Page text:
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Robyn Craigie is a Project Assistant at Ashton College. He writes research reports and blogs, as well as providing admin support. In his spare time he enjoys socializing, playing and watching sports (soccer especially), reading, watching movies, and writing. In September, Robyn will pursue his Master of Urban Studies (M.URB) degree at Simon Fraser University.
When it came time to complete my mandatory 30 hours of community service in order to graduate high school, I wanted to do the same thing that many of my friends were doing at the time’getting someone with the authority to fill out a form saying they did the 30 hours without actually having done anything. This is embarrassing to write now, but in the context of a high school senior’s mind, it meant more time to do what teenagers do.
My mom wasn’t having any of that. She was working at the Portland Hotel Society at the time, which houses some of the Downtown Eastside’s most at-risk residents. She knew there were volunteer opportunities there that would actually make my 30 hours impactful. So, much to my dismay, I actually had to do some volunteering. Woe was me.
I went to the Portland Hotel for my first day of volunteering on a Saturday afternoon. My assignment was to write a male resident’s autobiography. This man was in his late 70s. He suffered from severe alcoholism. As I sat down in his room with my tape recorder, the first thing I noticed was that professional wrestling posters adorned his walls. We spoke about wrestling for a bit, and though I had long-since stopped watching wrestling, the conversation was a good point of entry. From there I started asking him questions about his life: where did he grow up? What was his childhood like? Did he have any family? How did he come to live in the Portland Hotel?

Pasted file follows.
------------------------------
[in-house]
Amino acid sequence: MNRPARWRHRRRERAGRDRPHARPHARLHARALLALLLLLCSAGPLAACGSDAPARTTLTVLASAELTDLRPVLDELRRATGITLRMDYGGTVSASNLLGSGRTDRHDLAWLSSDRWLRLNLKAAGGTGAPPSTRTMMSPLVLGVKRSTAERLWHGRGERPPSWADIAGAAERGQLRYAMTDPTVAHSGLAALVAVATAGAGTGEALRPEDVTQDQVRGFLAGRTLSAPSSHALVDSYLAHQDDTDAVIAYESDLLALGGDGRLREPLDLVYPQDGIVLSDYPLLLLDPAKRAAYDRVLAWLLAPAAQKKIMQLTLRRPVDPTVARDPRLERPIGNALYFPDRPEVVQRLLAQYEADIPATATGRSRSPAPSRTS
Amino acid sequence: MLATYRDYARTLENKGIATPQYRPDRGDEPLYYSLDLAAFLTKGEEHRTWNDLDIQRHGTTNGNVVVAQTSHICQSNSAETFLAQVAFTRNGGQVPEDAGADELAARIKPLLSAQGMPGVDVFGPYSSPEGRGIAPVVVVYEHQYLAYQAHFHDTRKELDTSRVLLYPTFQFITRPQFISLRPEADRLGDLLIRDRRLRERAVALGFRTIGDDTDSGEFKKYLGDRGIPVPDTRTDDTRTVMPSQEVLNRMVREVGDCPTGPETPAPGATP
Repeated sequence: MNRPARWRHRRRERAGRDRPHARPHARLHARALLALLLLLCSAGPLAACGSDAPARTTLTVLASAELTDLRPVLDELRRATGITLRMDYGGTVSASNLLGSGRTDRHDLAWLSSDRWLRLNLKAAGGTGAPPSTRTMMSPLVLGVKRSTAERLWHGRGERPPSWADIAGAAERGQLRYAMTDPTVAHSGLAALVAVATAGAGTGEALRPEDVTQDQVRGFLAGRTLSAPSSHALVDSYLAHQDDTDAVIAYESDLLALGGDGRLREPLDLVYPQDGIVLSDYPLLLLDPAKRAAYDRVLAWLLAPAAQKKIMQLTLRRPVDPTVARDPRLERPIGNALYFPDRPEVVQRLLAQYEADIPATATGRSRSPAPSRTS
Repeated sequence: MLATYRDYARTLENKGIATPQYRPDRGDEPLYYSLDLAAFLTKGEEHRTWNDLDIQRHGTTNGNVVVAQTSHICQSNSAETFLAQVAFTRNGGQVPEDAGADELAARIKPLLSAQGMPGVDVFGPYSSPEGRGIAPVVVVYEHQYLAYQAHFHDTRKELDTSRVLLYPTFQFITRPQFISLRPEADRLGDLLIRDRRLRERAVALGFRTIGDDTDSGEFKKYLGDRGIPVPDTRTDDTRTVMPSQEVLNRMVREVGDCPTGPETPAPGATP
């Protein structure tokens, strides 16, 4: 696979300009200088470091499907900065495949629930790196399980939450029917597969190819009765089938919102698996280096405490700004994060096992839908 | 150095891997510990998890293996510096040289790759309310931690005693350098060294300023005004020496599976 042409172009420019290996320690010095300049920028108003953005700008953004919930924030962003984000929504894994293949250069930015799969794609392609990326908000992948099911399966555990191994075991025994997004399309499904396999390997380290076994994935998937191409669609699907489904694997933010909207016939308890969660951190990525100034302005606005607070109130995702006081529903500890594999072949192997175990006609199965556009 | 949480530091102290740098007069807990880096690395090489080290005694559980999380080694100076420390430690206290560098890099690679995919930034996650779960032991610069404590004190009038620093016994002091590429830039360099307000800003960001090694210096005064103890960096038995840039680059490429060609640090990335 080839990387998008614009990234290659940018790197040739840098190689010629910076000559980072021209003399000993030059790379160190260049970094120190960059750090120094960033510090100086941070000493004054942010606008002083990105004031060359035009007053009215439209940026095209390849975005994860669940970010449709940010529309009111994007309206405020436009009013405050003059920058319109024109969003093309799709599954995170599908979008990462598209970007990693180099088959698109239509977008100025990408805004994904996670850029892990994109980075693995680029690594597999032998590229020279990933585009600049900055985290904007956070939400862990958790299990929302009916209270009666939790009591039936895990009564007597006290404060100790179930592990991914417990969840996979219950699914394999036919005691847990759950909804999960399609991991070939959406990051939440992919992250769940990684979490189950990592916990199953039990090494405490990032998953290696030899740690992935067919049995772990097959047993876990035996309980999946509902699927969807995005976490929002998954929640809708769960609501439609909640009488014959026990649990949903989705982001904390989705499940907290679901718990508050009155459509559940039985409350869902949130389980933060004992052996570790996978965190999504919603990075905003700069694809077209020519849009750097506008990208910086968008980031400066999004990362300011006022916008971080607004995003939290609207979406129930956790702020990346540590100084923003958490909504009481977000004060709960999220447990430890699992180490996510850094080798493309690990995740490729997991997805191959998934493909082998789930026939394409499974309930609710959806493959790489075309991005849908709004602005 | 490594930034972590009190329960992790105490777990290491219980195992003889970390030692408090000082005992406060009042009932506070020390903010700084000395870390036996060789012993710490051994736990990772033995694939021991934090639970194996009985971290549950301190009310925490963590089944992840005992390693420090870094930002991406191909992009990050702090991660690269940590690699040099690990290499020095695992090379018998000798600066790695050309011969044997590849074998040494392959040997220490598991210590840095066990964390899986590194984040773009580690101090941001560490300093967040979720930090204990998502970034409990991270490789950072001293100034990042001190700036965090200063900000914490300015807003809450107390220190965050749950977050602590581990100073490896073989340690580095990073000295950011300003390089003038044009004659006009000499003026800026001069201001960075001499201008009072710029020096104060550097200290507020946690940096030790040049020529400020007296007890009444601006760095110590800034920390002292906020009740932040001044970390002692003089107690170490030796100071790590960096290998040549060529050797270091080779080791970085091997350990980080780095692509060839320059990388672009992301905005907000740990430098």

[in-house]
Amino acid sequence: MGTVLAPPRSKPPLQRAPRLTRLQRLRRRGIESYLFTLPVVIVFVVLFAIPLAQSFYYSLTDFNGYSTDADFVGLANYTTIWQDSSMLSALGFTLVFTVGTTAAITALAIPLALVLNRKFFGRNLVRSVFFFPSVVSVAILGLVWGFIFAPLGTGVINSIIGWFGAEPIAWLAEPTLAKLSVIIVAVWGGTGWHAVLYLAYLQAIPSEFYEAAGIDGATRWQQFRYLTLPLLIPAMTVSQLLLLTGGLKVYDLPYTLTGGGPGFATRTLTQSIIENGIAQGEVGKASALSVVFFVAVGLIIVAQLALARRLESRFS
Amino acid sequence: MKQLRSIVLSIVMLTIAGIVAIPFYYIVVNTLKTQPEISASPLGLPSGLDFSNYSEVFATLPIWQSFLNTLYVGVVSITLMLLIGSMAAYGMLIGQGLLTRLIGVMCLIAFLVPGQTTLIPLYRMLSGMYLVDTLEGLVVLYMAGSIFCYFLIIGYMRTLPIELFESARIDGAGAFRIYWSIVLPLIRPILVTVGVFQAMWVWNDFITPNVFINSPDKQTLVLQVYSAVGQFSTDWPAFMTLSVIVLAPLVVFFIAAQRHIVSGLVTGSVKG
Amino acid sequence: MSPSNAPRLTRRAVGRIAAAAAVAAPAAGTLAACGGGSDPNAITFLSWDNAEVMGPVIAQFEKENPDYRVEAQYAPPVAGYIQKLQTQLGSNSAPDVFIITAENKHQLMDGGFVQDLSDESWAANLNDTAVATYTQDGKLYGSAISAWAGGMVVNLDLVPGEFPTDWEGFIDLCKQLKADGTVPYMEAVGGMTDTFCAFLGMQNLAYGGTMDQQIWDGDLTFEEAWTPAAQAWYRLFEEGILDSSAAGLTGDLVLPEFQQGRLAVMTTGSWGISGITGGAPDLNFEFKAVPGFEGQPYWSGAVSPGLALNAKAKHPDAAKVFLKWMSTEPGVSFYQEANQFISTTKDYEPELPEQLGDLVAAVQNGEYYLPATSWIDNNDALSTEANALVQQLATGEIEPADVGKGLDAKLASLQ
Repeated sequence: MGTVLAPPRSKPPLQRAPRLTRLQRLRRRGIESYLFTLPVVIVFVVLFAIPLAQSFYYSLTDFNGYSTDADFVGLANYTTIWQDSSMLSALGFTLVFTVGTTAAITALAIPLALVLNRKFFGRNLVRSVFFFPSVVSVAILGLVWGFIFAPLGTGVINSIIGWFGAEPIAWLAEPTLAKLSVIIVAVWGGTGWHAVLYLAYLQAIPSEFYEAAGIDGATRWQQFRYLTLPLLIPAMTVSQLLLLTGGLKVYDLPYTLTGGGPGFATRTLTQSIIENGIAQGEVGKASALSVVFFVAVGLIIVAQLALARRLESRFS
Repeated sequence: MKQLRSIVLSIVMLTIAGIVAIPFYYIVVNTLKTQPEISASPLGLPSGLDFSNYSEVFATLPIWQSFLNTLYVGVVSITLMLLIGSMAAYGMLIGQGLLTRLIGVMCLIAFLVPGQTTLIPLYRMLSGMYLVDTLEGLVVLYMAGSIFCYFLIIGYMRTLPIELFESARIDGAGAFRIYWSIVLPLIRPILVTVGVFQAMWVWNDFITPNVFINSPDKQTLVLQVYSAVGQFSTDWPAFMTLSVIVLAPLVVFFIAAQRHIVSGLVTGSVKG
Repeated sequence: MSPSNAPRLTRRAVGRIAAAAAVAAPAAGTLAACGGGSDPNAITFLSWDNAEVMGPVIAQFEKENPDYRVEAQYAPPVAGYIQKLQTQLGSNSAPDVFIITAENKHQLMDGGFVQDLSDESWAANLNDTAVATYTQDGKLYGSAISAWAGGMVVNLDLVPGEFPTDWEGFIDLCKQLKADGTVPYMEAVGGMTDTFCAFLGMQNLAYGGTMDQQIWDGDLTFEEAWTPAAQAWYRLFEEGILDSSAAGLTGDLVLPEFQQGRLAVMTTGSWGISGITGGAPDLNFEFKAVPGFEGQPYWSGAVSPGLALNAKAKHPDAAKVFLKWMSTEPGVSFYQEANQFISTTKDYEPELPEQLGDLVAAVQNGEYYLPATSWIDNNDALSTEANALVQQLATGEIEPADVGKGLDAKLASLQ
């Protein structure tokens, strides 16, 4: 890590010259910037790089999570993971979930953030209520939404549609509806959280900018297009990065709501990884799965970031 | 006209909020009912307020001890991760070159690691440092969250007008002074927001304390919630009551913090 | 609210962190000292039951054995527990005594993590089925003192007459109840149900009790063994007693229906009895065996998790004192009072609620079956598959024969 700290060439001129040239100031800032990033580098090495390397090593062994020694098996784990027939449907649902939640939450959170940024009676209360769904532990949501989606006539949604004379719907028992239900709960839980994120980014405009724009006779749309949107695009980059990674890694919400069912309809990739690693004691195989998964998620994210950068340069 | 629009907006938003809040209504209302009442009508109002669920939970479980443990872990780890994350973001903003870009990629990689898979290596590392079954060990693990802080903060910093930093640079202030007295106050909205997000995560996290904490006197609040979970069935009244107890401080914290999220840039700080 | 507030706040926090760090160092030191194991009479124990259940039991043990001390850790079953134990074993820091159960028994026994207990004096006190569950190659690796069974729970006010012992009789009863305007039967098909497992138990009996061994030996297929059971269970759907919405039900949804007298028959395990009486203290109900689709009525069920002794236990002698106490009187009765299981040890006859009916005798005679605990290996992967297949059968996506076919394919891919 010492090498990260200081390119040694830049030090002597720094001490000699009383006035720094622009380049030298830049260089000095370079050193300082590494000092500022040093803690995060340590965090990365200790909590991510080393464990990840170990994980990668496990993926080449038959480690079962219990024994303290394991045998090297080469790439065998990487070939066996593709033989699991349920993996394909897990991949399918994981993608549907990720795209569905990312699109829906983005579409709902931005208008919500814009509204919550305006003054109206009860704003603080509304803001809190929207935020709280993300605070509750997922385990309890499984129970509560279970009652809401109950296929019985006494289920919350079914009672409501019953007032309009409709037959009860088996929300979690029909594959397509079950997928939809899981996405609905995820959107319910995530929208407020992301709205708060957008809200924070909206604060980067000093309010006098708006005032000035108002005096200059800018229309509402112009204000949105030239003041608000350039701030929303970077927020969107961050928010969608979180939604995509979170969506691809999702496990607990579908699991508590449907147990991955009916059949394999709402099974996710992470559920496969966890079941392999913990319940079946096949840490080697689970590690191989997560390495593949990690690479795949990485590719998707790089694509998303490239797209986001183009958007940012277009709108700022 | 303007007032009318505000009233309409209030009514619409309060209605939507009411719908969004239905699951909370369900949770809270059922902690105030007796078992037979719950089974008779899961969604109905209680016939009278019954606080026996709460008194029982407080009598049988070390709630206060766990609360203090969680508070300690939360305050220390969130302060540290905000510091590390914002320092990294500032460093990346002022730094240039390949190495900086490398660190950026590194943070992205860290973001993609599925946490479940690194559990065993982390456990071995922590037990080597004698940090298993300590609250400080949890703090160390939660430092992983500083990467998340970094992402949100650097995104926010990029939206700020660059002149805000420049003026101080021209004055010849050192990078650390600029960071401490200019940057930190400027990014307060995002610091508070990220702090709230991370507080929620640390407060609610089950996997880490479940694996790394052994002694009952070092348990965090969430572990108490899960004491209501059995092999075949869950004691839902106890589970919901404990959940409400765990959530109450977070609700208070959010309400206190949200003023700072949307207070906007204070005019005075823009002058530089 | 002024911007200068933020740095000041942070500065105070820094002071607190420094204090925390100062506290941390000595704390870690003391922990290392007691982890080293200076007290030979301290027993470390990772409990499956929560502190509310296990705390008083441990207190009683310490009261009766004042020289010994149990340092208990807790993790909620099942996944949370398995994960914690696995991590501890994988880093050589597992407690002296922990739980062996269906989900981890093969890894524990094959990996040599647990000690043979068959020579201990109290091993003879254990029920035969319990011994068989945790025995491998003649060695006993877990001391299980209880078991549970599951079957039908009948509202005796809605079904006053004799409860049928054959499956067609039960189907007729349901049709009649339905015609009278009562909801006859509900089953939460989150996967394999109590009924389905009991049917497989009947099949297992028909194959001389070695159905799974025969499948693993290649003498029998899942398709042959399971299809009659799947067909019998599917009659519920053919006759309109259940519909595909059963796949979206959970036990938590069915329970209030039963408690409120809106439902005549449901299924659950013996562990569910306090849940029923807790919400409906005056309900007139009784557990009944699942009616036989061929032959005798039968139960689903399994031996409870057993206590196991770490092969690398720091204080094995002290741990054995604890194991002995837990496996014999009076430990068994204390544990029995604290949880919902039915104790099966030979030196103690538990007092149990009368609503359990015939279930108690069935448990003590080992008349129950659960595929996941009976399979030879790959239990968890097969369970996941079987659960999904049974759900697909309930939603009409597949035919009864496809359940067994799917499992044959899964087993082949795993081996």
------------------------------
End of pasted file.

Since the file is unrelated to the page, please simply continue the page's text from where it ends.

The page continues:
The answers to these questions were scattered. Sometimes his memories transported both of us back to the moment he was talking about; sometimes they felt like he was grasping at shadows. His childhood memories of growing up in small town Atlantic Canada where everyone knew everyone and fishing was the main industry were vivid. But when asked how he got to the downtown eastside or if he had any remaining family, his memory was hazy. He could tell me a bit, especially about his two children. But he didn’t know where his children were. He didn’t know when he last saw them. He could scarcely remember their personal qualities at all. Hearing him speak about his life was both inspiring and heartbreaking.
After interviewing the man several times, I took my notes home and I began to write his autobiography. I wrote some of it, until the point that I had completed my thirty hours. From there, graduation festivities began and newfound freedoms were realized. Finishing his autobiography never happened. Some months later, my mom told me that he had died. I couldn’t help but feel I had let him down. This is the part where I was going to write that I learned that if you’re going to try to make a difference in the world, you should do it now, don’t wait for the perfect time. That might be true, but I think I learned something more valuable. I didn’t actually let this man down. It wasn’t the autobiography that made him happy to see me, it was that I would come and listen to him speak about his life. I learned that volunteering can be as simple as just listening to someone the world doesn’t listen to very often.